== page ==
The gelatinous cube is hilarious and clever. It captures the spirit of exactly what you expect. You can play a mute, cubical ooze that communicates with its "bonded humanoid" empathically. You'll have to get used to a little bit less agency—you can't talk and have to make Will saves just to disobey your bonded humanoid's orders, and Will is not a great save for the Gelatinous Cube Paragon Class, but you'll be given tons of crazy options that give you a real niche. Grab onto people's weapons as they stab you! Vomit old meals as a ranged attack! Disable traps! Sneak attack! Be the best at skills! Use stealth to—oh s~#+ he's back, gotta run. Where'd that son of a b%%%* go?!

    ...anyways. You aren't gonna get to be a cube wizard. Or a cube anything. You'll be a cube. You'll be the best adorable steadily-growing cube of death and destruction you can be. This is exactly what it says on the tin, and it's beautiful. I actually want a second installment giving more ooze ability options, more cube feats.

    And according to the author, this document is actually a bit of a prologue to the next Pathfinder AP. I don't generally pay attention to those, but now I may have to!

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    Turns Out Yelling "SCIENCE!" Is Pretty Fun


    So I was initially leery. Steampunk has never been something I'm huge about. But I played in a game at Paizocon, and it was a ton of fun. I didn't like vikati at first, but Varrak the vikati swordsman won me over.
    Charlatans are very interesting. I have yet to use them very much, but they seem to be a very complex class to balance. They get powerful spells like vanish as cantrips, and a seemingly at-will version of bardic performance, but certain limitations seem to render them quite suitable. When the charlatan spends most of the game being completely subtle only to leap out at the last minute and shrink the rail gun, you know there's something interesting here. The art is beautiful--I wasn't surprised to see that Hugo Solis was to thank for that--and I love the little snippets of fiction.

    Sadly, it's not all good. Kobolds are inherently spiteful creatures, especially when we realize we are not as pro at reviews as we'd like to be. One major problem is the complexity of the spark class. Seriously. The spark class takes about 12 pages to explain, versus the charlatan's 3-4. Still, I like the disciplines, and it's clearly very fun to play once you understand it.

    I still wish there were goblins. I think there's a lot of potential for fun with goblins. I house-ruled them into my game as gnomes an especially volatile spark experimented on, and I have yet to regret it. Goblins are funny enough with mere torches and oil flasks. Give them kegs of gunpowder and see what happens. Also, goblin sparks. "I INVENTED A NEW KIND OF FIRE!" indeed. ;D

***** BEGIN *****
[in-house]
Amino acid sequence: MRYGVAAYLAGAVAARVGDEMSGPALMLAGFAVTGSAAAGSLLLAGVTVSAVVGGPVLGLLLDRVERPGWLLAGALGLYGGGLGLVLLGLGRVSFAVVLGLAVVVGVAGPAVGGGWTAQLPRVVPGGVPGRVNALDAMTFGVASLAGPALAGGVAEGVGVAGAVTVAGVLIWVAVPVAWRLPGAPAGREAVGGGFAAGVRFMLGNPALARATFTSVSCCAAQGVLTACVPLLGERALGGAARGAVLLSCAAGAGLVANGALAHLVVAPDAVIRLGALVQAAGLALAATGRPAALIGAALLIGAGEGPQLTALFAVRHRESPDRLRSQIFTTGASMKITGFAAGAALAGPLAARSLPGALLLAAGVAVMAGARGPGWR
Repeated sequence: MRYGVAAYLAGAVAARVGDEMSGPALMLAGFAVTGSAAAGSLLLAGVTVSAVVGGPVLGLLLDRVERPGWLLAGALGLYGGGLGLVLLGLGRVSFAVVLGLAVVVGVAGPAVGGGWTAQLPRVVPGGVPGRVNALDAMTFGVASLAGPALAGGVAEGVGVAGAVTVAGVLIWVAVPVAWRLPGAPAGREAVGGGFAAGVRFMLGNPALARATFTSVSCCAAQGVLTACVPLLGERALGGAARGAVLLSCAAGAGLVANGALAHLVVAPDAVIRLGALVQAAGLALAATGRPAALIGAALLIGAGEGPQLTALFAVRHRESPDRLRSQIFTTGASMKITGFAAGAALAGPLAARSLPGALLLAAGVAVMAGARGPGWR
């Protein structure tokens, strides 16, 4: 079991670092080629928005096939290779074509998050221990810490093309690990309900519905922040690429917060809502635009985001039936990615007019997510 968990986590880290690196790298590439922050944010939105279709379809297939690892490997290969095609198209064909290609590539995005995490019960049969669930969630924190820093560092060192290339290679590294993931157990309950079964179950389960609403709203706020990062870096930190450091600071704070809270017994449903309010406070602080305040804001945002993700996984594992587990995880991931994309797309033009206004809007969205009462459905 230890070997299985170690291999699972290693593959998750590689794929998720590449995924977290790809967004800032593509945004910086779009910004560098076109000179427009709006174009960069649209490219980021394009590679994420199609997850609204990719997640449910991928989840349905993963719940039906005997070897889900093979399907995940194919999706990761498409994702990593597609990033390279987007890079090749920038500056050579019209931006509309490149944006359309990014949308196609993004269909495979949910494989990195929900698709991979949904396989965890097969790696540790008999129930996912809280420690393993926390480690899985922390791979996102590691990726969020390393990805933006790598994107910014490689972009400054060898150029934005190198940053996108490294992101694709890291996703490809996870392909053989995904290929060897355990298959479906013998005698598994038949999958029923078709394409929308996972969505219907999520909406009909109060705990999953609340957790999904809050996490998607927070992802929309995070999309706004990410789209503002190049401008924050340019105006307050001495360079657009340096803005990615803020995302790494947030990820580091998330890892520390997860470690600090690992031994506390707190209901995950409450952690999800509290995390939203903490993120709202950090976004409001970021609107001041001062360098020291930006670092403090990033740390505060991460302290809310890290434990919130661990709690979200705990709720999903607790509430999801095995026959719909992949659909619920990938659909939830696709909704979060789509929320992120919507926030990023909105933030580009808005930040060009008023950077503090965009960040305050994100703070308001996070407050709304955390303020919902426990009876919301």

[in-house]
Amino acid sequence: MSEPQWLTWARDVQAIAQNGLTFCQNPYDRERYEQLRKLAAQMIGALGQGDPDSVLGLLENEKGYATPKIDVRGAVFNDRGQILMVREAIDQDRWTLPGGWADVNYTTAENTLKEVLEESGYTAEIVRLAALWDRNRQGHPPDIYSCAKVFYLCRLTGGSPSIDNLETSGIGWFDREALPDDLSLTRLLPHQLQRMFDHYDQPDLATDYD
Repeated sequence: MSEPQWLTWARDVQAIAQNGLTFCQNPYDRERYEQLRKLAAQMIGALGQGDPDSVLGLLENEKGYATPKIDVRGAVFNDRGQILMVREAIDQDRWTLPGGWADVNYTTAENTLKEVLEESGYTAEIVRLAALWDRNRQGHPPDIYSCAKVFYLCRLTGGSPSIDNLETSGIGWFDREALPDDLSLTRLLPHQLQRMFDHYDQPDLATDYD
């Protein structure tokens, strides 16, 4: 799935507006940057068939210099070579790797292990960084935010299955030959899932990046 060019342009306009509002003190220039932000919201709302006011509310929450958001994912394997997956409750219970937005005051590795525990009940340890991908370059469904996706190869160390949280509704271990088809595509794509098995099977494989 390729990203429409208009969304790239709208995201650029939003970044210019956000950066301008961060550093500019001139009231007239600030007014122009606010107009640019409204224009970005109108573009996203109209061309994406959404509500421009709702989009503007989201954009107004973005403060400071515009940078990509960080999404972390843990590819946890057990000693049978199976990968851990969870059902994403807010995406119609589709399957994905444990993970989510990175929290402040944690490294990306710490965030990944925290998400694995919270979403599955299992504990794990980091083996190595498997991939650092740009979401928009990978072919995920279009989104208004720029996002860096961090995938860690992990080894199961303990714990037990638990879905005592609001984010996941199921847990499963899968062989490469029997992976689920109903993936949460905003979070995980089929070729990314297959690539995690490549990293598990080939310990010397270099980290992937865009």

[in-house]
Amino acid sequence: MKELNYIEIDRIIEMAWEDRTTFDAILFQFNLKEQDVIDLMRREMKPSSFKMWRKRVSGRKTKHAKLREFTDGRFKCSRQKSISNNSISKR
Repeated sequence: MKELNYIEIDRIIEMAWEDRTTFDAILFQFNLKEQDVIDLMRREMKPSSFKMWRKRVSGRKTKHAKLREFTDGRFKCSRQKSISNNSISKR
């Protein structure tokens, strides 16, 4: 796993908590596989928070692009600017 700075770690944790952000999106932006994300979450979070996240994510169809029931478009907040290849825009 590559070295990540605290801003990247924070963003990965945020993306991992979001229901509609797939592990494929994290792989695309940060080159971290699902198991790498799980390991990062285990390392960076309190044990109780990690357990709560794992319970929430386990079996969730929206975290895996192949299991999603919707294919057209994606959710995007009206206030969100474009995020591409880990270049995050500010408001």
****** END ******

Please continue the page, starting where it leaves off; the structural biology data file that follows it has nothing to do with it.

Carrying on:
I'd also like to see the exploding dice variant, but that's kind of wishful thinking on my part--"exploding dice" has always been my pet mechanic, ushered into every game I can fit it into.

    Finally, I would have liked to see a bit more information on dwarves. There's some sort of Great Machine they serve? Sounds like it needs at least a little bit of elaboration.

    For the reasons above, and because I hate to give extreme ratings when I'm barely qualified to give any, I'm giving this a 4/5. Great work!

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    There are no faults with the fanzine, at all, except that it needs to be released more often than once a year! The comics are funny, the articles interesting, the illustrations beautiful! I recommend this to every person on a D&D forum. Great work!

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    Great work!


    Starts out with a beautiful cover. This rivals the work of Dragon! It goes on to include a handsome article about the Kitsune, which is very well-written. They even post the 3.5 stats elsewhere, so as to make sure not to alienate us grognards. The dinosaur article was awesome, beyond a doubt. The oath article was cool, as was the interview, and overall, I'd say that KQ has more than surpassed this issue.


    Huzzah! The Skiurids return! If I get this book, it will be because of them :)

    Don't buy it.


    Just rent it. I hear they have a few of these for rent at Ebay. Most odd.

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    This is wonderful! Titivillus, Scribe of Hell? That is a very good article! And the interview with Erik Mona is very fascinating. Buy this magazine, folks, and subscribe! you don't want to miss out on this, particularly as it's now doing print!

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    Dragon #83


    This issue is great! I just got it by ebay, and all I can say is WOW. Despite the fact that it's AD&D, I'm certain that I will never, NEVER regret buying it!